Friday, June 04, 2010

Tax and corporate responsibility: another new paper

Recently we pointed to a brief new paper on tax and corporate responsibility. Now another, more in-depth paper has emerged from Prem Sikka at the University of Essex, entitled Smoke and Mirrors: Corporate Social Responsibility and Tax Avoidance. As it states:

"The payment of democratically agreed taxes represents a litmus test for claims of social responsibility."

This paper contains far too much good stuff to summarise here: but we provide just a few short excerpts.

All creation of wealth requires co-operation of a variety of competing capitals. Shareholders provide finance capital, employees provide human capital and the state on behalf of society provides social capital in the shape of education, healthcare, transport, security, legal system, subsidies and support for corporations, and public goods. Each capital expects to receive the requisite return on its investment. Shareholders receive return in the form of dividends, employees in the form of wages and salaries, and the state collects return on social capital in the form of taxes to enable it to finance a particular kind of social order.

Quite so. And then there is this:

Since some are inclined to endorse tax avoidance with the claims that company directors‘ prime legal responsibility is to promote the success of the company for the benefit of the shareholders and their interests must somehow override the interests of other stakeholders (Henderson, 2001; KPMG, 2007), it is appropriate to scrutinise such claims.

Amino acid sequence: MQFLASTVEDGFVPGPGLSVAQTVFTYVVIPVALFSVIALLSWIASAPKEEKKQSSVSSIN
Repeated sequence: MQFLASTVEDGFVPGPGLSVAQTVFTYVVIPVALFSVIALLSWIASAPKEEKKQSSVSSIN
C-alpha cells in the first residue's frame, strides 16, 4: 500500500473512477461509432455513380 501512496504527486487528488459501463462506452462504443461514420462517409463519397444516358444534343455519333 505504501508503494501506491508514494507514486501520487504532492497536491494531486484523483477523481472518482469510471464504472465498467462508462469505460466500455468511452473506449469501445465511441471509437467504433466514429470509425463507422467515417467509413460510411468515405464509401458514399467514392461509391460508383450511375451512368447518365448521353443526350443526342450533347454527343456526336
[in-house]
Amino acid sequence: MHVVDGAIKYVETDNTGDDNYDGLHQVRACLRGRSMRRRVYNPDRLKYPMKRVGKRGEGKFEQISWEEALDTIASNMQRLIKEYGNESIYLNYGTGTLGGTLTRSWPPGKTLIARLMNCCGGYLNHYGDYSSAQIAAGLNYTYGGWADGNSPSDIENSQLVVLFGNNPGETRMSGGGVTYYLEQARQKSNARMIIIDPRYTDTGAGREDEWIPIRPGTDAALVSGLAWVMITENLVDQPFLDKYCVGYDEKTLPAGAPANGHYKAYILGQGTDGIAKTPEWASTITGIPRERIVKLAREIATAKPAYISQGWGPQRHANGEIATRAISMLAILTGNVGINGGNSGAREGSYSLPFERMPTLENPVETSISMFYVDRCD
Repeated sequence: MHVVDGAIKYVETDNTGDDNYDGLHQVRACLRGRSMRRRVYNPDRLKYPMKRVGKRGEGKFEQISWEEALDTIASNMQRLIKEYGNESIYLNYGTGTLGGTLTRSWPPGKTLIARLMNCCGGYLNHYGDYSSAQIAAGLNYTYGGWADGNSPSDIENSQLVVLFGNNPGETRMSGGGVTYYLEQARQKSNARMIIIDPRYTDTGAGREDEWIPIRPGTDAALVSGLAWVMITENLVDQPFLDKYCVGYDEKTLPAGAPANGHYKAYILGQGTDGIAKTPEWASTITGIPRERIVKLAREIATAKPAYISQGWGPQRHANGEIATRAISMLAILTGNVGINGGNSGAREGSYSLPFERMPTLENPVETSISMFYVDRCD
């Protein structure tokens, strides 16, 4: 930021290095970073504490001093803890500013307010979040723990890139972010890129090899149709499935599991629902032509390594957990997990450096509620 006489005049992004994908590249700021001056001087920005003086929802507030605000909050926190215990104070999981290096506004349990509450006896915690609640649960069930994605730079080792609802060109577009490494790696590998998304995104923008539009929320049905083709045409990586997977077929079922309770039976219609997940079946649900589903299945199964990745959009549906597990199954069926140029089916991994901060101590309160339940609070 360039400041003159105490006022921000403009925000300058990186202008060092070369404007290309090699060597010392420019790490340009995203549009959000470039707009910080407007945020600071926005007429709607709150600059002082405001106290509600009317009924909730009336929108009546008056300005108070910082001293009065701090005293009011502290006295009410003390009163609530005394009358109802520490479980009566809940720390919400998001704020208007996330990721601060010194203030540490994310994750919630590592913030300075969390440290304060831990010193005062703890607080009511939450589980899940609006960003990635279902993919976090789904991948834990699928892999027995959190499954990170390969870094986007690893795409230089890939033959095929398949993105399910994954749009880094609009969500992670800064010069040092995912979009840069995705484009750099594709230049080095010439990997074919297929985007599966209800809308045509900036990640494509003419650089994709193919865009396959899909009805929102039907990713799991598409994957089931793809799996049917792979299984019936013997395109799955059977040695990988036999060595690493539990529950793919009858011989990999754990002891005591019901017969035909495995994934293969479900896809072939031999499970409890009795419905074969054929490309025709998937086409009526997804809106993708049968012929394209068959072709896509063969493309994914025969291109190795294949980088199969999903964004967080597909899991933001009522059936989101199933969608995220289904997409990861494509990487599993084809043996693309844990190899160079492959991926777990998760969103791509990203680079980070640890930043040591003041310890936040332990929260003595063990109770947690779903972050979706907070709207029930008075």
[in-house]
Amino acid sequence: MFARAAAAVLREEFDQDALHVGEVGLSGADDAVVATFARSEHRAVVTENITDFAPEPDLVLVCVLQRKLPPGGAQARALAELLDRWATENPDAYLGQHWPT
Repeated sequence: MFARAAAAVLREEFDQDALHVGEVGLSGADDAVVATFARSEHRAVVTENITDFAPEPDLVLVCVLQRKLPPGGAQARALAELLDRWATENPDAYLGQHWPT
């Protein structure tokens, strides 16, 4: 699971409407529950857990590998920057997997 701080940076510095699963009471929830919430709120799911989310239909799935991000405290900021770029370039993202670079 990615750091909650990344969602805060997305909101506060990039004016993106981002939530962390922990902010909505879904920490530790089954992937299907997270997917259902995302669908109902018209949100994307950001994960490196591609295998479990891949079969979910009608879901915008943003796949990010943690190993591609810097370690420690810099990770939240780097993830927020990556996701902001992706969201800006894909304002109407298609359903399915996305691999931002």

And then the kicker:

"There are no laws which require directors to specifically increase profits by avoiding taxes, or by eroding return on the investment of social capital. . . . Shareholder wealth maximisation is an idealised standard of conduct for
company directors rather than a legal mandate."

Sikka also explores the systemic pressures:

"The talk of ethical conduct does not stymie the systemic pressures to produce ever rising profits and the executive quest for higher financial rewards. Even if one organisation restrains itself, the superior profits of a competitor exert pressure to explore ways of matching or exceeding that. Thus the tendency to increase profits through avoidance of taxes remains embedded within the social system."

There's a long section on KPMG, for example, which contains this line:

"several client presentations were made on chalkboards or erasable whiteboards and written material was retrieved from clients before leaving a meeting."

Read on . . . A report that has now been added to our growing TJN web section on tax and corporate responsibility.


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